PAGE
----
Bunting on NI Corporation Tax

It appears that Gordon Brown has set his face firmly against giving Northern Ireland a 12.5 per cent corporation tax in spite of a formidable campaign.

Not everyone in the North thinks a regional corporation tax rate is the way forward in any case. Peter Bunting of the Irish Congress of Trade Unions has delivered a strong critique of the campaign for a cut. He makes a formidable argument, but let me try and point to some weaknesses.

There are fewer than ten PLCs in NI, ten firms account for over 50% of NI exports and the region has the second-lowest level of business formation in the UK. Most private sector economic activity is carried out by companies that pay the reduced corporation rate of 19%. Only 4% of NI companies pay the full 30%, although this sector dominates the Industrial Task Force, which commissioned the ‘independent study’ that found, among other claims that 180,000 new jobs “could” be created by 2030 and that growth “could” be doubled. (ICTU)

Surely this is precisely the point. Part of Northern Ireland’s problem is that it is failing to attract precisely the kind of companies that would pay the full rate of corporation tax.

Politically, it would be impossible for Gordon Brown and Peter Hain, MPs in Scotland and Wales, to slash taxes in one part of the UK and not in, say, Scotland and Wales.

True, but it should also be politically impossible for Brown to slash corporation tax in Scotland and Wales and not Northern Ireland. The pressure from Hoyrood and Cardiff is not going to go away. Neither should the pressure from Stormont.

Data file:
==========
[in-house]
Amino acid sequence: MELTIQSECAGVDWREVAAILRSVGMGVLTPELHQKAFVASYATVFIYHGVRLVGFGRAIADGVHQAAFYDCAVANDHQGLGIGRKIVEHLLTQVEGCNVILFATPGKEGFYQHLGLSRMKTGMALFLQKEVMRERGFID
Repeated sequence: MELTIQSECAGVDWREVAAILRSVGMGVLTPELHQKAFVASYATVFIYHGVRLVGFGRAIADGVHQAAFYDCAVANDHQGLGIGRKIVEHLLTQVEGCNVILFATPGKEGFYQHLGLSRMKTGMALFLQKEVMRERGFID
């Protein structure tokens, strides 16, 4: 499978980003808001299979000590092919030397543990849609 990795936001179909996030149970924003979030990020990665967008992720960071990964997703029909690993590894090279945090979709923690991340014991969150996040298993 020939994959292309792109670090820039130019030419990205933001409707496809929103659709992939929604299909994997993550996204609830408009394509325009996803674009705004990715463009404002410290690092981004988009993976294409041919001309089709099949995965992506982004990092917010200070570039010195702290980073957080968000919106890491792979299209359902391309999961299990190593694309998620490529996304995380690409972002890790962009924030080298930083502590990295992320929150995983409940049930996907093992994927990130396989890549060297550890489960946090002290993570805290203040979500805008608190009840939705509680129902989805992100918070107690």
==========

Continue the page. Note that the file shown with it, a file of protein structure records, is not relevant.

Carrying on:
Further, a recent ruling by the European Court of Justice agreed that Portugal could apply differing rates of tax for economically deprived regions, but could not continue with economic subsidies.

This is a clear admission that a regional tax rate would be legal. It would mean giving up the Westminster subvention, but some observers believe that is acheivable.

The larger point is that the subsidy is already vulnerable because of the outworking of Anglo-Scottish tensions over the Barnett Formula and the West Lothian Question. Dropping the corporation tax issue could leave Northern Ireland facing the worst of all possbile worlds: British tax rates without British subsidies.

The belief in the magic bullet of slashing corporation tax is sustained by the voodoo chant that a similar stroke was the midwife of the Celtic Tiger.

This is a straw man. Few of the advocates of a corporation tax cut would see it as a single factor solution. See for example Brian Cowen’s speech earlier this year which gave a favourable mention to the SDLP’s support for an all-island rate, as well as annnouncing new investments in infrastructure and education. Interestingly, a similar prescription is now being advocated by some London-based economists to address the growing regional disparities in the UK.



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